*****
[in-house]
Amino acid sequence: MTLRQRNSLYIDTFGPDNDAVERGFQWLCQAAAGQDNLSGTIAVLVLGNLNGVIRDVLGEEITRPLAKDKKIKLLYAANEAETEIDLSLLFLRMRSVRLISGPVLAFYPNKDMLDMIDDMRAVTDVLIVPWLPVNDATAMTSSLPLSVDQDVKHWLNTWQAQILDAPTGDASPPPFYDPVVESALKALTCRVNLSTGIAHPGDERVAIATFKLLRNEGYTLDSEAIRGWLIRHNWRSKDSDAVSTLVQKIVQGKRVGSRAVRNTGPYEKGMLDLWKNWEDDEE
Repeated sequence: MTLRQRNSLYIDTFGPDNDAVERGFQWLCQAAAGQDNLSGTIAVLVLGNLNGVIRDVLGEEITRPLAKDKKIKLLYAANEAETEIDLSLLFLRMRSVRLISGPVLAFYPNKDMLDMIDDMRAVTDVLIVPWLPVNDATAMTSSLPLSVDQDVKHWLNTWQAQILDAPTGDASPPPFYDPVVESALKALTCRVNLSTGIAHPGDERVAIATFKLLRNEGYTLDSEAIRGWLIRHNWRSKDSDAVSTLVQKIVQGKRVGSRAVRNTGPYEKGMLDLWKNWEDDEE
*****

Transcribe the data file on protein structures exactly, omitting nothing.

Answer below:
[in-house]
Amino acid sequence: MTLRQRNSLYIDTFGPDNDAVERGFQWLCQAAAGQDNLSGTIAVLVLGNLNGVIRDVLGEEITRPLAKDKKIKLLYAANEAETEIDLSLLFLRMRSVRLISGPVLAFYPNKDMLDMIDDMRAVTDVLIVPWLPVNDATAMTSSLPLSVDQDVKHWLNTWQAQILDAPTGDASPPPFYDPVVESALKALTCRVNLSTGIAHPGDERVAIATFKLLRNEGYTLDSEAIRGWLIRHNWRSKDSDAVSTLVQKIVQGKRVGSRAVRNTGPYEKGMLDLWKNWEDDEE
Repeated sequence: MTLRQRNSLYIDTFGPDNDAVERGFQWLCQAAAGQDNLSGTIAVLVLGNLNGVIRDVLGEEITRPLAKDKKIKLLYAANEAETEIDLSLLFLRMRSVRLISGPVLAFYPNKDMLDMIDDMRAVTDVLIVPWLPVNDATAMTSSLPLSVDQDVKHWLNTWQAQILDAPTGDASPPPFYDPVVESALKALTCRVNLSTGIAHPGDERVAIATFKLLRNEGYTLDSEAIRGWLIRHNWRSKDSDAVSTLVQKIVQGKRVGSRAVRNTGPYEKGMLDLWKNWEDDEE